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Why Soldiers Are Getting Epidurals

epidural, ptsd

Relief for laboring women may also be key to treating PTSD.

The Pentagon has spent hundreds of millions of dollars trying to find a way to help the thousands of soldiers who suffer from Post-traumatic Stress disorder. So far, the best therapies have included long-term counseling and prescription drugs. But for many veterans of the wars in Iraq and Afghanistan, no combination of the two has been able to relieve their symptoms, which can include nightmares, flashbacks and a general restlessness.

But fresh research from the Naval Medical Center in San Diego has found promising new form of relief, according to the Los Angeles Times, one that countless women would gladly endorse: an epidural.

Midway through a controlled study, researchers have found that a stellate ganglion block treatment is doing better than a placebo at relieving some symptoms of PTSD.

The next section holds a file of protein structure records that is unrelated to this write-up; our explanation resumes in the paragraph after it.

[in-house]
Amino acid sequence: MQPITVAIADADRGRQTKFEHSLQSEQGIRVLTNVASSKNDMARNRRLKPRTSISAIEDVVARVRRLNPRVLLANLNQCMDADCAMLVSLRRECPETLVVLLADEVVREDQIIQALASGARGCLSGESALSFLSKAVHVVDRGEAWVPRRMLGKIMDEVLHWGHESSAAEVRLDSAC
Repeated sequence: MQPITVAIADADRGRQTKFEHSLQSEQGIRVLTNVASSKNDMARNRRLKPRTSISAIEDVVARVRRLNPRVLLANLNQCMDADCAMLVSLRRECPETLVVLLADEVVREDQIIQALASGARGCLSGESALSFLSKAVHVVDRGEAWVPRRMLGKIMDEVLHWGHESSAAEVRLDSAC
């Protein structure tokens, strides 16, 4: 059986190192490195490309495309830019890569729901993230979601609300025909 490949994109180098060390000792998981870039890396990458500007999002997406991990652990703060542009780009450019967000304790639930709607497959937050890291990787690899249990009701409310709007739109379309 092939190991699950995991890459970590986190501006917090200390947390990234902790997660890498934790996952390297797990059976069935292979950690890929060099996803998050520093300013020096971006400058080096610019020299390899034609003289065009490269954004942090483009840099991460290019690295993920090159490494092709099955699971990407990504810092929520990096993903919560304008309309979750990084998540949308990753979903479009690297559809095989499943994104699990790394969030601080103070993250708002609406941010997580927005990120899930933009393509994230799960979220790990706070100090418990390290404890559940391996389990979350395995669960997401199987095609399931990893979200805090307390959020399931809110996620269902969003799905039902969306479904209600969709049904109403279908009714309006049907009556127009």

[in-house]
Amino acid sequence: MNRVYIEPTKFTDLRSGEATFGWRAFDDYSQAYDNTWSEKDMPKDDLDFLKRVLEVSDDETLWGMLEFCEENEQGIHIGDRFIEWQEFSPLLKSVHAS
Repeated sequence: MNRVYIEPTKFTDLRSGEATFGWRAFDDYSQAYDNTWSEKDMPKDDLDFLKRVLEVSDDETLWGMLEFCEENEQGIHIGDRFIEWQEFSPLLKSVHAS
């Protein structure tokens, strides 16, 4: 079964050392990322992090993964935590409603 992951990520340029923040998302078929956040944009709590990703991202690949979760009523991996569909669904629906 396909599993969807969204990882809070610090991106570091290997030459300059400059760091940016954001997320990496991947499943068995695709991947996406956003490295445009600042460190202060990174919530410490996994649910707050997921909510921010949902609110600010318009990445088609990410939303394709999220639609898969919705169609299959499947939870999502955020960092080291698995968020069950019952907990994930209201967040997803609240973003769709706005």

One Vietnam veteran who had been on the verge of suicide said that he had slept through the entire night for the first time in 40 years after just one treatment. The effect lasted three days.

The therapy, which was pioneered by Dr. Eugene Lipov, a Chicago anesthesiologist who has treated many former military personnel, works much like it does in laboring women. An injection is made into the spinal column — for the veterans, it’s closer to the neck; for laboring women, the needle is inserted more toward the middle of the spine.

For veterans, the injection is aimed at the stellate ganglion, a bundle of nerves near the base of the brain responsible for fight or flight response. The drugs in the treatment “reset” — at least temporarily — these nerves.

There’s some disagreement between Navy researchers and Lipov over which drug to use in the treatment and also the best way of locating where to place the needle.

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